Just north of Hancock, Michigan in the heart of the Keweenaw Peninsula is the Quincy Mine. It’s been closed over 70 years, but tours are available. During our 2017 Michigan Tour, Chuck convinced me it was time to slay my fears and journey nearly one mile into the side of a hill and explore a bit of history. This was kind of a big deal for me.
Quincy Mine Tour
Way back when I was just knee-high to a grasshopper, I toured a copper mine with my parents. The memory is a bit faded and tattered with flashes of bright light, snatches of a scraping sound interspersed with water dripping on my hard hat and finally my parents making me throw a rock into a bottomless pit. I’m sure their intentions were virtuous, but I still have an irrational fear of caves and enclosed spaces. Especially ones that require hard hats. Chuck assured me this was my opportunity to confront my fear.
The kind ladies in the Quincy Mine Gift Shop, listened to my story and nodded their heads and said “Yes, they’d heard this story before but this is not the mine I toured as a child. If I toured a mine in the late 60’s or early 70’s, it would have been the Arcadian.” Then they sold us two tickets and directed us to the Keweenaw National Historical Park informational desk for information. The Quincy Mine is run by the Quincy Mine Hoist Association, which is a partner with the Keweenaw National Historical Park. There is also a fantastic website called Copper Country Explorer with a whole section called Scrapbook Fridays, which includes a post about the Arcadian Mine. Yep, the Arcadian Mine was definitely the one I toured as a wee lass. The pictures brought that memory into focus!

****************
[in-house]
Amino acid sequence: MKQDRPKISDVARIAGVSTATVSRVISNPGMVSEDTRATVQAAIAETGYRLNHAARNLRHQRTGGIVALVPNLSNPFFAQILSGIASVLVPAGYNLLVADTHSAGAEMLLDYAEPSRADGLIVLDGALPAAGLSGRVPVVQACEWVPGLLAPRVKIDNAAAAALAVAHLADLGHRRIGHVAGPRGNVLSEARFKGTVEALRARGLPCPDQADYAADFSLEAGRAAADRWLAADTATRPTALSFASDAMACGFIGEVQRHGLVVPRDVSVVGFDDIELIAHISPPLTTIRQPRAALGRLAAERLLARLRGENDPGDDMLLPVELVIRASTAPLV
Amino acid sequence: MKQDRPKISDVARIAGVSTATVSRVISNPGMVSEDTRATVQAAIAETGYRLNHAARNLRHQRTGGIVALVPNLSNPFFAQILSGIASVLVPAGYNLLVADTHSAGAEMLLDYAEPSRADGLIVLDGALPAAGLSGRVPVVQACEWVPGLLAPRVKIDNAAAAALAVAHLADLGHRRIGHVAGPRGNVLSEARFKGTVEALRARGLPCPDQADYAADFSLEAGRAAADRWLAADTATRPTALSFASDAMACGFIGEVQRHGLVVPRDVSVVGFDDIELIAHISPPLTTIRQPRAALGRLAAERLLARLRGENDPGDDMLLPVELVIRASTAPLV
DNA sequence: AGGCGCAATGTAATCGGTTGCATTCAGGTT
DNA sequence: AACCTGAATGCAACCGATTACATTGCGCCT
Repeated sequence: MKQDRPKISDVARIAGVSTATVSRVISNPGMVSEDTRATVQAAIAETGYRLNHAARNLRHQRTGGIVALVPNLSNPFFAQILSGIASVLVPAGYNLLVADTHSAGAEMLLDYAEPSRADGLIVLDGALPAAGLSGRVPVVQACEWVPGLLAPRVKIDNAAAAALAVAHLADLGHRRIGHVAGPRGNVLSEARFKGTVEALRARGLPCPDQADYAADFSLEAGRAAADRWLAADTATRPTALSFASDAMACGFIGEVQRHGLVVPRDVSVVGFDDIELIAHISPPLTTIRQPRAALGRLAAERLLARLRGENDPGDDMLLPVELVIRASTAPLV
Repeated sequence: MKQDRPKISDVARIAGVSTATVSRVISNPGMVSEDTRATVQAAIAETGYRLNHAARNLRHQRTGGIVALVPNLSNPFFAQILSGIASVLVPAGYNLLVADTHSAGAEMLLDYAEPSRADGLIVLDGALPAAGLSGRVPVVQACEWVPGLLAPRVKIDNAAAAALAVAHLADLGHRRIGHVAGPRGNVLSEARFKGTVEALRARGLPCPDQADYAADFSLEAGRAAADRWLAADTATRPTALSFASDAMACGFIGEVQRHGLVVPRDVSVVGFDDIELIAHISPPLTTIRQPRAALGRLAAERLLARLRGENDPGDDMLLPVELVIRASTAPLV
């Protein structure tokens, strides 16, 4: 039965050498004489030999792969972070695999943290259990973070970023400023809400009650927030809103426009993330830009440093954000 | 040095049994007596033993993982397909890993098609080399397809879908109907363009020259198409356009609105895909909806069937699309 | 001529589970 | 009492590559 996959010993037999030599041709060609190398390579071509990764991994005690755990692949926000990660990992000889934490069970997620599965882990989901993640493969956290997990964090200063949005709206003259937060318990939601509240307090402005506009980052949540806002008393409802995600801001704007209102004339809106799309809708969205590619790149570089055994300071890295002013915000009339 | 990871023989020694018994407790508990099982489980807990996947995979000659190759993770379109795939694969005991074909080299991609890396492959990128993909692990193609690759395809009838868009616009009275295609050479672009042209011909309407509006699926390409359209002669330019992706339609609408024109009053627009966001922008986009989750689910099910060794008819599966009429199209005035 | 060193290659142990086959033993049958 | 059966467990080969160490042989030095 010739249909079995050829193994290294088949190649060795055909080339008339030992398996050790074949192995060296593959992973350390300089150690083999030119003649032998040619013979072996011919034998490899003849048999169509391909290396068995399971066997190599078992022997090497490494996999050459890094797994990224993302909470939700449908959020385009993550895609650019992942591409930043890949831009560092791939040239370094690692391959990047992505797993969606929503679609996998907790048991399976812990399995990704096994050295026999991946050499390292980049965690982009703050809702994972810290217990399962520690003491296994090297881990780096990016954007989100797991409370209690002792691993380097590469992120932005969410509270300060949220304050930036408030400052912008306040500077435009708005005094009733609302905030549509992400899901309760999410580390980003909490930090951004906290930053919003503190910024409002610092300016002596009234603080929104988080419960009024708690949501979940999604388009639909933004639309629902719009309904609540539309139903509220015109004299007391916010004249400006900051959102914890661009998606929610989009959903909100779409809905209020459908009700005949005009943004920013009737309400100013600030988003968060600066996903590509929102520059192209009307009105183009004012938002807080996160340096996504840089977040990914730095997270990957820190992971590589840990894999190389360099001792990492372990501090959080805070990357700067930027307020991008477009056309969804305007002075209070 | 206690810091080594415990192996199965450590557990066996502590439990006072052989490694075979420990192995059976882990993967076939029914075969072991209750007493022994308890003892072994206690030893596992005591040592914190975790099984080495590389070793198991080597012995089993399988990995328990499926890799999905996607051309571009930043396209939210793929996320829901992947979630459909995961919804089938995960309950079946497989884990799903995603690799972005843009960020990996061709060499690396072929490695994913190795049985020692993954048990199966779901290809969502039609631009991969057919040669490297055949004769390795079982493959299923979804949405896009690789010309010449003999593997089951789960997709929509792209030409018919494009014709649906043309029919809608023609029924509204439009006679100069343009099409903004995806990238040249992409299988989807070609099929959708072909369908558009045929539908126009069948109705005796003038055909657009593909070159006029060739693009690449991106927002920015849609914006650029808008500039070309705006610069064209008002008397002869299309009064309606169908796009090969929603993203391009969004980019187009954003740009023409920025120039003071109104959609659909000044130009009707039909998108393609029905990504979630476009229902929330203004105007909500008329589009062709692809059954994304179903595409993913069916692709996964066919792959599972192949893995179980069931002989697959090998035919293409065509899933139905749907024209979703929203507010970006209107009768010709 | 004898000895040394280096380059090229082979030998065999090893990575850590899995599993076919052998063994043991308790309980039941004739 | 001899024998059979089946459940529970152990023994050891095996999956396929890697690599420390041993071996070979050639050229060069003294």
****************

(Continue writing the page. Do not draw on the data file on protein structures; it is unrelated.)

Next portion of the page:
The Quincy Mine Tour starts at the Museum, which adjoins the 1894 No. 2 Hoist Building. You watch a movie to get up to speed on the Quincy Legacy and select your gear for the tour. They provide warm, rugged, canvas jackets and hard hats. You should probably wear warm, sturdy shoes. I did not. Chuck questioned my shoe selection at the start of the day. I assured him I’d be fine. I was sick of wearing hiking boots after slogging around in them for 5 days while we hiked on Isle Royale.
Nordberg Steam Hoist
A few fun facts I learned:
- It is the world’s largest steam-powered hoist engine.
- The origins of “balls-out.” Go ahead and Google it or better yet, visit the Quincy Mine.
Quincy Mine Cog Wheel Tram
The tram ride was the first leg of our journey into the Quincy Mine. After reaching the bottom of the hill overlooking the Lift Bridge between Hancock and Houghton you board a wagon and ride one-half mile into the bowels of the Quincy Mine.
The Quincy Mine Tour
Our guide was top-notch. He was passionate and knowledgeable about the mine and the social context for the miners. He brought to life the dangerous working conditions and the community where the miners lived.
If you are in the Keweenaw Peninsula over the summer, stop for a mine tour. The Tour Season is limited, so check their website for details.
You can find more pictures of our mine tour in our gallery.
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